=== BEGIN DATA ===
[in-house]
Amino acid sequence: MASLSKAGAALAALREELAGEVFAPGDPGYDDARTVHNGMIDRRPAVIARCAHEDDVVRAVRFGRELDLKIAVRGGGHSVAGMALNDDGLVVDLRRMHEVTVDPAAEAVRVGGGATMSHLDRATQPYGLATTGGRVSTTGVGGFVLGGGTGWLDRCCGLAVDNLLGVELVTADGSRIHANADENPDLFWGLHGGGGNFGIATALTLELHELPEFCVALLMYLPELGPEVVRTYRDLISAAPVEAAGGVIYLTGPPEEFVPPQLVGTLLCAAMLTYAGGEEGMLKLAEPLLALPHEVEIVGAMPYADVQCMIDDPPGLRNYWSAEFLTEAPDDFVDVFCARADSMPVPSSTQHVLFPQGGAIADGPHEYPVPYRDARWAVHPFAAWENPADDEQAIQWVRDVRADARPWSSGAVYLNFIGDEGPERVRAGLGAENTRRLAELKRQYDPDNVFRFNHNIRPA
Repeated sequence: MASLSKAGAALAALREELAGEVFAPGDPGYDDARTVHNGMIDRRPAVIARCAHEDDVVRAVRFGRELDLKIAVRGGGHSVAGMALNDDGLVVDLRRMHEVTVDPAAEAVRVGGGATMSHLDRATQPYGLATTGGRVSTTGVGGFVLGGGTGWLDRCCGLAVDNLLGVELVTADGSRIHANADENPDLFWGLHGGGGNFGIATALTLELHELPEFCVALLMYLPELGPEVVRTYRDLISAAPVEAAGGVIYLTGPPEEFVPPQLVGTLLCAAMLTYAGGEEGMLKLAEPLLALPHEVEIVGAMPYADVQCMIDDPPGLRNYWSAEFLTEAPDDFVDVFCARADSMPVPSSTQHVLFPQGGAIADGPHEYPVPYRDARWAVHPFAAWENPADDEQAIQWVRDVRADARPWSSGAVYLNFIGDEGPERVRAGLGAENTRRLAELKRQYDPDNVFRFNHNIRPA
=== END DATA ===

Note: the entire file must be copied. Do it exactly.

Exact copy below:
[in-house]
Amino acid sequence: MASLSKAGAALAALREELAGEVFAPGDPGYDDARTVHNGMIDRRPAVIARCAHEDDVVRAVRFGRELDLKIAVRGGGHSVAGMALNDDGLVVDLRRMHEVTVDPAAEAVRVGGGATMSHLDRATQPYGLATTGGRVSTTGVGGFVLGGGTGWLDRCCGLAVDNLLGVELVTADGSRIHANADENPDLFWGLHGGGGNFGIATALTLELHELPEFCVALLMYLPELGPEVVRTYRDLISAAPVEAAGGVIYLTGPPEEFVPPQLVGTLLCAAMLTYAGGEEGMLKLAEPLLALPHEVEIVGAMPYADVQCMIDDPPGLRNYWSAEFLTEAPDDFVDVFCARADSMPVPSSTQHVLFPQGGAIADGPHEYPVPYRDARWAVHPFAAWENPADDEQAIQWVRDVRADARPWSSGAVYLNFIGDEGPERVRAGLGAENTRRLAELKRQYDPDNVFRFNHNIRPA
Repeated sequence: MASLSKAGAALAALREELAGEVFAPGDPGYDDARTVHNGMIDRRPAVIARCAHEDDVVRAVRFGRELDLKIAVRGGGHSVAGMALNDDGLVVDLRRMHEVTVDPAAEAVRVGGGATMSHLDRATQPYGLATTGGRVSTTGVGGFVLGGGTGWLDRCCGLAVDNLLGVELVTADGSRIHANADENPDLFWGLHGGGGNFGIATALTLELHELPEFCVALLMYLPELGPEVVRTYRDLISAAPVEAAGGVIYLTGPPEEFVPPQLVGTLLCAAMLTYAGGEEGMLKLAEPLLALPHEVEIVGAMPYADVQCMIDDPPGLRNYWSAEFLTEAPDDFVDVFCARADSMPVPSSTQHVLFPQGGAIADGPHEYPVPYRDARWAVHPFAAWENPADDEQAIQWVRDVRADARPWSSGAVYLNFIGDEGPERVRAGLGAENTRRLAELKRQYDPDNVFRFNHNIRPA